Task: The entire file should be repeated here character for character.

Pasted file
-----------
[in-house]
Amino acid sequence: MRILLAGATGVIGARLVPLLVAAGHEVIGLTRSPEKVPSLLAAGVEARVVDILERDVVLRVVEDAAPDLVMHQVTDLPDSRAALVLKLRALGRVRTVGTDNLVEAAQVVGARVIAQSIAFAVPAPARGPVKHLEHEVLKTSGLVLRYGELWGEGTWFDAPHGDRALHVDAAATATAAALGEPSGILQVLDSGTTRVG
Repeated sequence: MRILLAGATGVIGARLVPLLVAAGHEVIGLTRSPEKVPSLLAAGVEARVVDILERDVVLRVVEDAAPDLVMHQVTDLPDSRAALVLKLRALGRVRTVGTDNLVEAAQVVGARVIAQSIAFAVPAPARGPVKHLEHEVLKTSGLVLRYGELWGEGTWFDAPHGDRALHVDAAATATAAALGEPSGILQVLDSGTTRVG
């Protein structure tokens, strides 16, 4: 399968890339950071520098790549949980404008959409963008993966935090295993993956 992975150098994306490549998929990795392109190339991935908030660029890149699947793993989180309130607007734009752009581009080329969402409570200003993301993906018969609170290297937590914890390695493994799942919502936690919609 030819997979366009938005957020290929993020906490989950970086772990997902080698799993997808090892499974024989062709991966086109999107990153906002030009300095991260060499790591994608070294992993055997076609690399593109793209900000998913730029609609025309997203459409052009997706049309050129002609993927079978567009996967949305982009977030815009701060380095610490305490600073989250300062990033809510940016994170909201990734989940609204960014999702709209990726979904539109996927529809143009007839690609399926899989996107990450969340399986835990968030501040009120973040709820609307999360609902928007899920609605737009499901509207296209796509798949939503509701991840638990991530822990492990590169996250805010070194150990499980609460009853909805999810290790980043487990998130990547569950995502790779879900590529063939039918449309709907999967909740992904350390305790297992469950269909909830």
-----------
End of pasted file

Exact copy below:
[in-house]
Amino acid sequence: MRILLAGATGVIGARLVPLLVAAGHEVIGLTRSPEKVPSLLAAGVEARVVDILERDVVLRVVEDAAPDLVMHQVTDLPDSRAALVLKLRALGRVRTVGTDNLVEAAQVVGARVIAQSIAFAVPAPARGPVKHLEHEVLKTSGLVLRYGELWGEGTWFDAPHGDRALHVDAAATATAAALGEPSGILQVLDSGTTRVG
Repeated sequence: MRILLAGATGVIGARLVPLLVAAGHEVIGLTRSPEKVPSLLAAGVEARVVDILERDVVLRVVEDAAPDLVMHQVTDLPDSRAALVLKLRALGRVRTVGTDNLVEAAQVVGARVIAQSIAFAVPAPARGPVKHLEHEVLKTSGLVLRYGELWGEGTWFDAPHGDRALHVDAAATATAAALGEPSGILQVLDSGTTRVG
């Protein structure tokens, strides 16, 4: 399968890339950071520098790549949980404008959409963008993966935090295993993956 992975150098994306490549998929990795392109190339991935908030660029890149699947793993989180309130607007734009752009581009080329969402409570200003993301993906018969609170290297937590914890390695493994799942919502936690919609 030819997979366009938005957020290929993020906490989950970086772990997902080698799993997808090892499974024989062709991966086109999107990153906002030009300095991260060499790591994608070294992993055997076609690399593109793209900000998913730029609609025309997203459409052009997706049309050129002609993927079978567009996967949305982009977030815009701060380095610490305490600073989250300062990033809510940016994170909201990734989940609204960014999702709209990726979904539109996927529809143009007839690609399926899989996107990450969340399986835990968030501040009120973040709820609307999360609902928007899920609605737009499901509207296209796509798949939503509701991840638990991530822990492990590169996250805010070194150990499980609460009853909805999810290790980043487990998130990547569950995502790779879900590529063939039918449309709907999967909740992904350390305790297992469950269909909830």